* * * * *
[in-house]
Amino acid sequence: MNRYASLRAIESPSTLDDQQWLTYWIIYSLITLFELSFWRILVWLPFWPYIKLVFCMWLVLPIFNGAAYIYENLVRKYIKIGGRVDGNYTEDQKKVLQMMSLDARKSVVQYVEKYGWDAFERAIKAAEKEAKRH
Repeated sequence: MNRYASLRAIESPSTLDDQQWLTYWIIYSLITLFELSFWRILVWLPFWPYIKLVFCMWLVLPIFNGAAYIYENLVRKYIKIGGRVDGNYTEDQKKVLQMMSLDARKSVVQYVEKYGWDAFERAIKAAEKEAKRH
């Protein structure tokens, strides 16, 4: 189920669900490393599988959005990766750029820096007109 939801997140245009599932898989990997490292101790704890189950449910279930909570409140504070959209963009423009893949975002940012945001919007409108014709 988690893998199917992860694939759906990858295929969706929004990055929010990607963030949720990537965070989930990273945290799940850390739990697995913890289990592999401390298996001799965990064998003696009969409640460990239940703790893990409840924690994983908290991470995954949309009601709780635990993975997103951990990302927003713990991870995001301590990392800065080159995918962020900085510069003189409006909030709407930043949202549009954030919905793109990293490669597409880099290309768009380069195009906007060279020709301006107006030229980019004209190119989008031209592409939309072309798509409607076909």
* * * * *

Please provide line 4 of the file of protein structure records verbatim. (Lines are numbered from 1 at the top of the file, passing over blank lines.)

């Protein structure tokens, strides 16, 4: 189920669900490393599988959005990766750029820096007109 939801997140245009599932898989990997490292101790704890189950449910279930909570409140504070959209963009423009893949975002940012945001919007409108014709 988690893998199917992860694939759906990858295929969706929004990055929010990607963030949720990537965070989930990273945290799940850390739990697995913890289990592999401390298996001799965990064998003696009969409640460990239940703790893990409840924690994983908290991470995954949309009601709780635990993975997103951990990302927003713990991870995001301590990392800065080159995918962020900085510069003189409006909030709407930043949202549009954030919905793109990293490669597409880099290309768009380069195009906007060279020709301006107006030229980019004209190119989008031209592409939309072309798509409607076909």